Column: North Carolina leads method on reparations – Hickory Daily Record

22July 2020


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The old monuments have been removed. The old fight flag has been lowered, folded, and put away even at NASCAR events. Black Lives Matter is everywhere. Uncle Ben and Aunt Jemima have been put to rest. Washington’s football team is changing its Redskins nickname. And John Lewis has joined Martin Luther King in heaven.

All this taking place at once.

What is next?


Who would have thought North Carolina would be, a minimum of for a few minutes, the focal point of the dispute about whether our country has a task to compensate black citizens for injuries past and present suffered by them and their forefathers as outcome of racism?

But it was, as this headline from the June 16 concern of U.S.A. Today attests: “In historical relocation, North Carolina city approves reparations for black locals.”

The paper’s report continued, “In an extraordinary relocation, the Asheville City board has actually apologized for the North Carolina city’s historic function in slavery, discrimination and denial of fundamental liberties to black citizens and voted to supply reparations to them and their descendants. The 7-0 vote came the night of July 14.”

Councilman Keith Young, a supporter of the step, explained, “It is merely not enough to remove statues. Black individuals in this country are handling issues that are systemic in nature.”

The Asheville action is regional in nature and does not offer direct payments to people. Rather, it expects financial investments in areas where African American homeowners experience disparities.

As the council’s resolution provides, “The resulting monetary and programmatic concerns may consist of however not be limited to increasing minority own a home and access to other budget friendly housing, increasing minority service ownership and career opportunities, techniques to grow equity and generational wealth, closing the spaces in health care, education, employment and pay, area safety and fairness within criminal justice.”

Asheville’s action may lead the way, however it does not answer the big concerns that form the nationwide debate about reparations for slavery and systemic bigotry.

Many concerns stay: Why? How? Just how much? To whom? When?

North Carolina steps up to react to such concerns in a new book, “From Here to Equality: Reparations for Black Americans in the Twenty-First Century,” written by 2 Durham residents, William Darity Jr. and A. Kirsten Mullen. Darity is an economics professor at Duke University and his partner, Mullen, is a writer, folklorist, and museum expert.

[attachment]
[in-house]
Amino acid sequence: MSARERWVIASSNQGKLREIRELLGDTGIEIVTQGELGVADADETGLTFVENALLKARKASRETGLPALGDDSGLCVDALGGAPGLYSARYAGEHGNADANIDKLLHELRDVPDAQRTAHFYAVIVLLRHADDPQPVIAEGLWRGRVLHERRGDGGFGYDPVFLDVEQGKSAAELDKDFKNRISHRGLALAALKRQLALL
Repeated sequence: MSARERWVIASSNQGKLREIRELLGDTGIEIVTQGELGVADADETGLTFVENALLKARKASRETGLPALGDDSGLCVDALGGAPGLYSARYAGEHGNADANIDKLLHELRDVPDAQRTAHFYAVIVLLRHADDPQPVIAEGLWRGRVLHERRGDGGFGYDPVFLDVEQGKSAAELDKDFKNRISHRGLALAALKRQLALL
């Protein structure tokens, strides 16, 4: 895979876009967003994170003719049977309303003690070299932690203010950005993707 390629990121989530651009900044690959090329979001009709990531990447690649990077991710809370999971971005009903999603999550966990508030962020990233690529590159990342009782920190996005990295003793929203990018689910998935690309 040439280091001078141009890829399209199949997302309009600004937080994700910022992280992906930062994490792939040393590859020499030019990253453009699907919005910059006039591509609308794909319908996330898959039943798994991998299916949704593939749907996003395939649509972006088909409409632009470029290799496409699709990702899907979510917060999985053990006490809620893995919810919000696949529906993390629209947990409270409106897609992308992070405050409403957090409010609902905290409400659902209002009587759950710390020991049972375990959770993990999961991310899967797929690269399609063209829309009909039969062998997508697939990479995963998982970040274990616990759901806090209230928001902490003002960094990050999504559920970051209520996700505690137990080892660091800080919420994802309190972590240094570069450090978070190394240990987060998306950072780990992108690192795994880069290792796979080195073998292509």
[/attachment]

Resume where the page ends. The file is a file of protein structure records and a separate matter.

The authors provide a comprehensive history of slavery, brutal, troubling and required reading for both reparations advocates and skeptics. The horror sustained by the enslaved is not the only grounds for payment. The authors display in detail how the system of slavery developed huge wealth for shipping business, banks, insurance companies, colleges, and many people, but left the exploited enslaved with nothing.

Darity and Mullen argue that the post-Civil War oppressions and Jim Crowism in addition to continuous discrimination and bigotry in the United States are important premises for restitution.

To be qualified to get a reparation payment, they suggest that U.S. citizens would “need to develop that they had at least one forefather who was shackled.” In addition, “they would need to show that they self-identified as ‘black,’ ‘Negro,’ ‘Afro-American’ or ‘African American’ for a minimum of 12 years before” the institution of a reparations program.

For any such program to be efficient, they state it needs to consist of 3 components: recommendation (recognizing the benefits other Americans acquired from slavery and exploitation), redress (efficient restitution), and closure (when victims and beneficiaries are reconciled).

Darity and Mullen have not provided all of us the answers to the reparations concerns, however they have actually arranged the difficulties and lots of choices in such fantastic and helpful detail that anyone who looks for to consult with authority on the question should not stop working to read this book.

D.G. Martin hosts “North Carolina Bookwatch,” Sundays at 3:30 p.m.and Tuesdays at 5 p.m. on UNC-TV.


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